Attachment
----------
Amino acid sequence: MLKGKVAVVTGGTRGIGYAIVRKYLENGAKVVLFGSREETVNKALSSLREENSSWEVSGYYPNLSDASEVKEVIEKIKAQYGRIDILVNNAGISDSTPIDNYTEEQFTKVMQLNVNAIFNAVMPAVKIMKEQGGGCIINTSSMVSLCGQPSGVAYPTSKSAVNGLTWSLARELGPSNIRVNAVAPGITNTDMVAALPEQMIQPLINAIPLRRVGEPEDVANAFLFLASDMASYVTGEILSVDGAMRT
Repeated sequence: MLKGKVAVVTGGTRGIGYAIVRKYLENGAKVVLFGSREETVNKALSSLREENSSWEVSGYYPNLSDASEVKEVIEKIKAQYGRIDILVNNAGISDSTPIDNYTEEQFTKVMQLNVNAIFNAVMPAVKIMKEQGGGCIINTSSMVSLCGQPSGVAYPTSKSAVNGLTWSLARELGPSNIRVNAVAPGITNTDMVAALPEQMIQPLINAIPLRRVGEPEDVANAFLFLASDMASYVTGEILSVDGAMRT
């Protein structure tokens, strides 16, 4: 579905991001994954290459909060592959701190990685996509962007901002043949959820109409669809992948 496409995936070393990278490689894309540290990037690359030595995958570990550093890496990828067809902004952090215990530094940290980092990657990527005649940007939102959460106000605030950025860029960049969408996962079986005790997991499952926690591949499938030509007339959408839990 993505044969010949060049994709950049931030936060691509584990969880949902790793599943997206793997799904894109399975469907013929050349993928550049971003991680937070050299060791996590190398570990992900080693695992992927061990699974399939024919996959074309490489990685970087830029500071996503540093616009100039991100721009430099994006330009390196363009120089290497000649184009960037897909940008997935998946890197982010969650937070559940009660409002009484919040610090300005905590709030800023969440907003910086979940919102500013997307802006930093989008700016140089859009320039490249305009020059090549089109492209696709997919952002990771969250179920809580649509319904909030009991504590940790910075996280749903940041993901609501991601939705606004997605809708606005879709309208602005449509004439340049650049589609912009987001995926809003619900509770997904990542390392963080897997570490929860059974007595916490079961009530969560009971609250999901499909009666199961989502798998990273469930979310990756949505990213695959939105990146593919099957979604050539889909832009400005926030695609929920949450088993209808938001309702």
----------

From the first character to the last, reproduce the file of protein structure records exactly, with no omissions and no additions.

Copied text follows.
Amino acid sequence: MLKGKVAVVTGGTRGIGYAIVRKYLENGAKVVLFGSREETVNKALSSLREENSSWEVSGYYPNLSDASEVKEVIEKIKAQYGRIDILVNNAGISDSTPIDNYTEEQFTKVMQLNVNAIFNAVMPAVKIMKEQGGGCIINTSSMVSLCGQPSGVAYPTSKSAVNGLTWSLARELGPSNIRVNAVAPGITNTDMVAALPEQMIQPLINAIPLRRVGEPEDVANAFLFLASDMASYVTGEILSVDGAMRT
Repeated sequence: MLKGKVAVVTGGTRGIGYAIVRKYLENGAKVVLFGSREETVNKALSSLREENSSWEVSGYYPNLSDASEVKEVIEKIKAQYGRIDILVNNAGISDSTPIDNYTEEQFTKVMQLNVNAIFNAVMPAVKIMKEQGGGCIINTSSMVSLCGQPSGVAYPTSKSAVNGLTWSLARELGPSNIRVNAVAPGITNTDMVAALPEQMIQPLINAIPLRRVGEPEDVANAFLFLASDMASYVTGEILSVDGAMRT
């Protein structure tokens, strides 16, 4: 579905991001994954290459909060592959701190990685996509962007901002043949959820109409669809992948 496409995936070393990278490689894309540290990037690359030595995958570990550093890496990828067809902004952090215990530094940290980092990657990527005649940007939102959460106000605030950025860029960049969408996962079986005790997991499952926690591949499938030509007339959408839990 993505044969010949060049994709950049931030936060691509584990969880949902790793599943997206793997799904894109399975469907013929050349993928550049971003991680937070050299060791996590190398570990992900080693695992992927061990699974399939024919996959074309490489990685970087830029500071996503540093616009100039991100721009430099994006330009390196363009120089290497000649184009960037897909940008997935998946890197982010969650937070559940009660409002009484919040610090300005905590709030800023969440907003910086979940919102500013997307802006930093989008700016140089859009320039490249305009020059090549089109492209696709997919952002990771969250179920809580649509319904909030009991504590940790910075996280749903940041993901609501991601939705606004997605809708606005879709309208602005449509004439340049650049589609912009987001995926809003619900509770997904990542390392963080897997570490929860059974007595916490079961009530969560009971609250999901499909009666199961989502798998990273469930979310990756949505990213695959939105990146593919099957979604050539889909832009400005926030695609929920949450088993209808938001309702």